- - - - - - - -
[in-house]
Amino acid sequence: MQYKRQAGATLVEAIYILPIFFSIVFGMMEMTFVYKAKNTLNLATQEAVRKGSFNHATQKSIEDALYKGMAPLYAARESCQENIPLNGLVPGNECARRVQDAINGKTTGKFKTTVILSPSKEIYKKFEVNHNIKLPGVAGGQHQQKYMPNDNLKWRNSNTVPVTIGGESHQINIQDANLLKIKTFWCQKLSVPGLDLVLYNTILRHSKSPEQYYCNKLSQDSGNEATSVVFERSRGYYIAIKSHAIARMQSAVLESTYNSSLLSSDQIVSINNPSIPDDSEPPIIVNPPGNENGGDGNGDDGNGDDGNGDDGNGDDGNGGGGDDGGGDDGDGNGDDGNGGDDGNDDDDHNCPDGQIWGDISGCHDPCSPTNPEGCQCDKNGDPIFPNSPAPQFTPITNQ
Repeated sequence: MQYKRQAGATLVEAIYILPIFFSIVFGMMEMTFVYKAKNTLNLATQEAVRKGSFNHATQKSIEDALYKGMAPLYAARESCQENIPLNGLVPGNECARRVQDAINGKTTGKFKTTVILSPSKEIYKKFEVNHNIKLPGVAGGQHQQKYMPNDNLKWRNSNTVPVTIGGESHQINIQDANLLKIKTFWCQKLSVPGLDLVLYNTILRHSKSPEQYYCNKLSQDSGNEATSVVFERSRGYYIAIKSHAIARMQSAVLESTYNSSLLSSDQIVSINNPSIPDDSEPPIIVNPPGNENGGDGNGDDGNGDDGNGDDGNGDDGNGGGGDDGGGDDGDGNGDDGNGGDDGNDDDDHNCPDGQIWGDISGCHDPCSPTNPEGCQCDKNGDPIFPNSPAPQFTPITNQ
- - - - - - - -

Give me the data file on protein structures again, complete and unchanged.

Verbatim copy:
[in-house]
Amino acid sequence: MQYKRQAGATLVEAIYILPIFFSIVFGMMEMTFVYKAKNTLNLATQEAVRKGSFNHATQKSIEDALYKGMAPLYAARESCQENIPLNGLVPGNECARRVQDAINGKTTGKFKTTVILSPSKEIYKKFEVNHNIKLPGVAGGQHQQKYMPNDNLKWRNSNTVPVTIGGESHQINIQDANLLKIKTFWCQKLSVPGLDLVLYNTILRHSKSPEQYYCNKLSQDSGNEATSVVFERSRGYYIAIKSHAIARMQSAVLESTYNSSLLSSDQIVSINNPSIPDDSEPPIIVNPPGNENGGDGNGDDGNGDDGNGDDGNGDDGNGGGGDDGGGDDGDGNGDDGNGGDDGNDDDDHNCPDGQIWGDISGCHDPCSPTNPEGCQCDKNGDPIFPNSPAPQFTPITNQ
Repeated sequence: MQYKRQAGATLVEAIYILPIFFSIVFGMMEMTFVYKAKNTLNLATQEAVRKGSFNHATQKSIEDALYKGMAPLYAARESCQENIPLNGLVPGNECARRVQDAINGKTTGKFKTTVILSPSKEIYKKFEVNHNIKLPGVAGGQHQQKYMPNDNLKWRNSNTVPVTIGGESHQINIQDANLLKIKTFWCQKLSVPGLDLVLYNTILRHSKSPEQYYCNKLSQDSGNEATSVVFERSRGYYIAIKSHAIARMQSAVLESTYNSSLLSSDQIVSINNPSIPDDSEPPIIVNPPGNENGGDGNGDDGNGDDGNGDDGNGDDGNGGGGDDGGGDDGDGNGDDGNGGDDGNDDDDHNCPDGQIWGDISGCHDPCSPTNPEGCQCDKNGDPIFPNSPAPQFTPITNQ